As the NYU Shanghai community braced itself for transitioning into online teaching mode, faculty and IT staff worked around the clock for a week to ensure a meaningful experience for students.
With the suspension of in-person classes, faculty and other instructors still grappled with the reality of virtually accommodating more than 2000 students. All classes were effectively moved online within a week, and students were instructed on how they would be able to tune into teachers with Zoom.
The university, in an email addressed to students on February 3, said “Our professors have shown extraordinary creativity and commitment as they redesign their classes, using an extensive package of synchronous and asynchronous digital tools, so that each student will be a fully engaged member of the class and in close touch with the professor, the instructional staff, and their classmates, even if they are not sitting with them in a physical classroom.”
The professors were instructed to either conduct classes in real time or record lectures and post them in NYU Classes. This would not only enable the students to watch lectures at their own convenience, but also allow them to re-watch at a later date to fully grasp the concepts taught in class.
With the careful implementation of technology to transition to online learning, the university, on its website, said that despite being off campus “students and faculty engaged each other in virtual lectures, discussions, and even dance classes from as far away as Brazil, India, and the United States, and as close as the Jinqiao Residence Halls.”
NYU Shanghai Library Director Zu Xiaojing added that “online classes went more smoothly than we could hope for” and that “the vast majority of students were able to attend their classes with little to no trouble.”
Despite being a new experience for most students, online learning quickly became easier to use, as Eric Yang ’22 found.
“Online learning is easy to get hold of and very convenient for me as I have a lot of time to study and get ahead of my readings. Like in-person classes, I can still speak to my professors and instructors over Zoom about my progress and ask about difficult concepts that I may have trouble understanding.”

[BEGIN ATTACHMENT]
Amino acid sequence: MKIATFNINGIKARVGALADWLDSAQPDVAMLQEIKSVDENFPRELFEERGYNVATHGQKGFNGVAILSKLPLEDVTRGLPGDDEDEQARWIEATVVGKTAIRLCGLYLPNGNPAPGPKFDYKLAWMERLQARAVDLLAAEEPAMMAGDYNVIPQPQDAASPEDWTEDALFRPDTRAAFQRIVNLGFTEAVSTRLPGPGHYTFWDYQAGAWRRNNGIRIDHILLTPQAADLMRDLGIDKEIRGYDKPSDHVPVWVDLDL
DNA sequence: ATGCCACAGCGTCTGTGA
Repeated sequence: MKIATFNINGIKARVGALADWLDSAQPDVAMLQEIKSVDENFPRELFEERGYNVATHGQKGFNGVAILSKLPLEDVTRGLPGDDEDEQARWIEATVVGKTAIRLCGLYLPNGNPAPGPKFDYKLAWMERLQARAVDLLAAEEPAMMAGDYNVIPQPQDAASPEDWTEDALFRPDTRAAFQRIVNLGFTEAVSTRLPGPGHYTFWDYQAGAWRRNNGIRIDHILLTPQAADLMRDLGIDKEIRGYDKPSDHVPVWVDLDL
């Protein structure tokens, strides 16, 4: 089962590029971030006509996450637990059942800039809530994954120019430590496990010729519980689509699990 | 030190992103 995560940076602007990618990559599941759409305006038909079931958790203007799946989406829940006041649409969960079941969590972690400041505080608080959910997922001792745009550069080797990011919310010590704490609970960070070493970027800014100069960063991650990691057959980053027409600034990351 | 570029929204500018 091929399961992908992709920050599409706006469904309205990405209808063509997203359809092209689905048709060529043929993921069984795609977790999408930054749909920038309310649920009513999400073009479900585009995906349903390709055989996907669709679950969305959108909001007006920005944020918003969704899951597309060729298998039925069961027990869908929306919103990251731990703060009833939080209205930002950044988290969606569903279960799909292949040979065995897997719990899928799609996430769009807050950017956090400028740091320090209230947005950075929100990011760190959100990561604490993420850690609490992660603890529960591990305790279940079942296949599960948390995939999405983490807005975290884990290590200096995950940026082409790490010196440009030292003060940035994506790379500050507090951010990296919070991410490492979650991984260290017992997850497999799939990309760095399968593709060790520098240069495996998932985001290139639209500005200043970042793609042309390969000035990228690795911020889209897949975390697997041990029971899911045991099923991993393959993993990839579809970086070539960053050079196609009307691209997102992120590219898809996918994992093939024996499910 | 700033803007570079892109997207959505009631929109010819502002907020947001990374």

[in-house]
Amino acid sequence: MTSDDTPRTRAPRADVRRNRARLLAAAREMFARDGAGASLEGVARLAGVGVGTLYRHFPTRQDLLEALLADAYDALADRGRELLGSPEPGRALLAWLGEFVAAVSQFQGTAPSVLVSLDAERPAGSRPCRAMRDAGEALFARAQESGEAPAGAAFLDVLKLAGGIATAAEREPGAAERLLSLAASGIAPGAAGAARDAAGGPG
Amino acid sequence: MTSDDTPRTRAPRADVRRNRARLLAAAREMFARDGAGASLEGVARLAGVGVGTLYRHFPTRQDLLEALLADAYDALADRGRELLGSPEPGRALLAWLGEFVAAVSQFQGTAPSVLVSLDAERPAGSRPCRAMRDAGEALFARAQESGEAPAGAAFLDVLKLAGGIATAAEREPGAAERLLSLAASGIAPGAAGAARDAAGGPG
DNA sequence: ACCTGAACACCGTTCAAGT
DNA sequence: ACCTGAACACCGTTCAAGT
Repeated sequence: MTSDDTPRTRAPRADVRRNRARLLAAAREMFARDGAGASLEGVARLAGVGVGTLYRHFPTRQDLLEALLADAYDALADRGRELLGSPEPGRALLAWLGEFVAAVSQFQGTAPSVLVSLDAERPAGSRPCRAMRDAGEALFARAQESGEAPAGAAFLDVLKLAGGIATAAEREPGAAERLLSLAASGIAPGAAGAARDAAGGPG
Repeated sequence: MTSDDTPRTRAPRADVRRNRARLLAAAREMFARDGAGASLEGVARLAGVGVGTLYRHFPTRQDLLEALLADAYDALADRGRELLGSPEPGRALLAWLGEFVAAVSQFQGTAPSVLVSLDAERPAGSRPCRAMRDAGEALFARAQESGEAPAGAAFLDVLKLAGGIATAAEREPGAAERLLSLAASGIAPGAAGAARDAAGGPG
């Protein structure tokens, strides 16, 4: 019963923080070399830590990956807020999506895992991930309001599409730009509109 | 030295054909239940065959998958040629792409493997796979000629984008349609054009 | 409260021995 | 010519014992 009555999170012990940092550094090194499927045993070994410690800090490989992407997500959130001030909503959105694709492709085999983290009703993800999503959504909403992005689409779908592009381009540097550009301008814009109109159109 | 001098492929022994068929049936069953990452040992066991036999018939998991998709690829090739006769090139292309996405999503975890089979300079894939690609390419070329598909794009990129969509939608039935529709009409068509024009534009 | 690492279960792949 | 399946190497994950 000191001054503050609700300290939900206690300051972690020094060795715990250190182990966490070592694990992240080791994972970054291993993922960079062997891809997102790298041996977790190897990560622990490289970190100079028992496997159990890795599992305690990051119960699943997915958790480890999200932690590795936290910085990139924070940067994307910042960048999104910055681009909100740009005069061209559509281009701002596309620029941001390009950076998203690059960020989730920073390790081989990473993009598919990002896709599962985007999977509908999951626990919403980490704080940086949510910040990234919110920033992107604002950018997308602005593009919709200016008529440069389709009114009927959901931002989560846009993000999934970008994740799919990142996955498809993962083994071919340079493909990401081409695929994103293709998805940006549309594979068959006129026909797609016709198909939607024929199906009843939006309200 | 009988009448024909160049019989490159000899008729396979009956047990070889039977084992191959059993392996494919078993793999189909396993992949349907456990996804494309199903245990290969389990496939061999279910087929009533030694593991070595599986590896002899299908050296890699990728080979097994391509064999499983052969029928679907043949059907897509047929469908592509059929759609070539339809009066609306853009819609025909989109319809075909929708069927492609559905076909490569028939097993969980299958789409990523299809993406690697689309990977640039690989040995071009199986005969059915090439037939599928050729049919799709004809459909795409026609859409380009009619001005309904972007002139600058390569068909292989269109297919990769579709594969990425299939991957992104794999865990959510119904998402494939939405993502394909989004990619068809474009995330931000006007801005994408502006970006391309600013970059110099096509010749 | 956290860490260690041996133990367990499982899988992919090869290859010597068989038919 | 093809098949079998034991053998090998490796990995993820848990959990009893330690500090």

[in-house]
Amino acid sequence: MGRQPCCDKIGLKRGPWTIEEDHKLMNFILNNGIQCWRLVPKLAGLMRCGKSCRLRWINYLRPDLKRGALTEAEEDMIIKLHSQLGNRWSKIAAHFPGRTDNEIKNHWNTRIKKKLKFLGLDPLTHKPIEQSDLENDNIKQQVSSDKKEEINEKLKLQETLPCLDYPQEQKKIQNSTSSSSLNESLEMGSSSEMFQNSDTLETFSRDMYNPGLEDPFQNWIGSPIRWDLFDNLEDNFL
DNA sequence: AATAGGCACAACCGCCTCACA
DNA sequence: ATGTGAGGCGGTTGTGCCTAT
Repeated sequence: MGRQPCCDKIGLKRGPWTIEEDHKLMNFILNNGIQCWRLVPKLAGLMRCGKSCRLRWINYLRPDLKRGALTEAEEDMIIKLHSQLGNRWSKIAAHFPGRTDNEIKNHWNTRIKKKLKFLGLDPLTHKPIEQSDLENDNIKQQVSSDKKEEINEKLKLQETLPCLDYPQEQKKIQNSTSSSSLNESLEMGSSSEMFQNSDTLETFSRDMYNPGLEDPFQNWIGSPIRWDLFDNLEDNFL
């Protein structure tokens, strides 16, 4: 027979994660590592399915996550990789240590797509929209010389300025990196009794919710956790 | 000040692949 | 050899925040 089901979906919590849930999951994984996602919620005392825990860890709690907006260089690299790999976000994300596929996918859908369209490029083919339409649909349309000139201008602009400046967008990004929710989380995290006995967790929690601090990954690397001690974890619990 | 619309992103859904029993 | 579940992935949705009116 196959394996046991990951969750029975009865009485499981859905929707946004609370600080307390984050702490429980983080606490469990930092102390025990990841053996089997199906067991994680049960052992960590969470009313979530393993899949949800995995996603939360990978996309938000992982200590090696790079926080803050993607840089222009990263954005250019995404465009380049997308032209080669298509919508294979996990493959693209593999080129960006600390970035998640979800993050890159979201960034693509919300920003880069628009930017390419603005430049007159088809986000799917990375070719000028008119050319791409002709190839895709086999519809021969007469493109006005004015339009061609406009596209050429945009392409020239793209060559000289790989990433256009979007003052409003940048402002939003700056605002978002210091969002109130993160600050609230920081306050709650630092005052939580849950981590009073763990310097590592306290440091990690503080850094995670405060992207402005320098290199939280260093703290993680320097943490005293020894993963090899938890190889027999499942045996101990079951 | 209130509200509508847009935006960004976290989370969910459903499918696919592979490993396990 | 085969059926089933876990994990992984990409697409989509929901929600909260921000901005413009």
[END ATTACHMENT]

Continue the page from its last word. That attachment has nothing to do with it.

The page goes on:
As online learning and pre-recorded lectures allowed students to be flexible with timings, they could also devote more time to their passions.
Amen Tesfaye ’22, for example, has been interning at a data science firm in his home country of Ethiopia.
“The flexible timings have allowed me to chase my passion for data science and devote my time to both my internship and my classes,” he said. He has been able get hands on experience about a topic whilst learning about it in class.
Professors doing online teaching have reported similarly positive feedback. Online teaching has enabled them to step out of their comfort zone and explore different methods of teaching.
Xiaoya Gu, a Chinese professor, believes that online classes have been “extremely convenient for both me and my students and have allowed me to innovate my teaching skills by coming up with different strategies to make sure students learn more effectively.”
Xiaoya added that with online teaching she can be more flexible with timings and assignments so that “it’s convenient for students to join the class and understand core concepts.”
While most students and professors are positive about online classes, there have also been some instances that deserve our attention. Both students and faculty have expressed that remote learning is not as effective as physical learning.
Sophomore Sicheng (Gordon) Fan ’22 said that for him online learning did not have the same effect as in-person learning.
“I have a lack of motivation, and it is hard to concentrate at home,” he said, “But I really appreciate the effort that the professors have put into the classes for this semester.”
While Fan may not be alone in expressing his concerns with online learning, some students also believe that they do not have enough motivation to study due to the lack of a traditional academic atmosphere that accompanies online learning.
Kathy Song ‘22, for instance, is one of them.
“While taking asynchronized courses allows me to be more flexible with my academics, there is not enough urgency and motivation for me to work more vigorously,” she said. “Attending classes from home, as opposed to in-person learning on campus, has made it harder for me to connect to my friends who push me harder to excel academically.”
Some professors believe that teaching classes with a greater number of students has become difficult.
Thomas Nyman, an instructor of psychology, said that “Online methods are very good in that they offer the opportunity to engage no matter geographic or temporal boundaries. However, with larger courses it often becomes necessary to be more strict [with the students.”
Instructor Nyman added that even the slightest misunderstandings between the student and the professor can “can result in a lot of extra work [for the professors].” He believes, however, that the misunderstandings can be resolved by “being as clear and transparent [with each other] as possible about expectations, tasks and problems.”
With the NYU Shanghai faculty and staff doing their best to make virtual classes as vibrant and engaging as they can, online learning, for all its perceived positive and negative aspects, has enabled students to learn more about themselves as individuals and the different learning techniques they can adhere to in different circumstances.
This article was written by Amaan Amlani based in Mumbai, India. Please send an email to firstname.lastname@example.org to get in touch.
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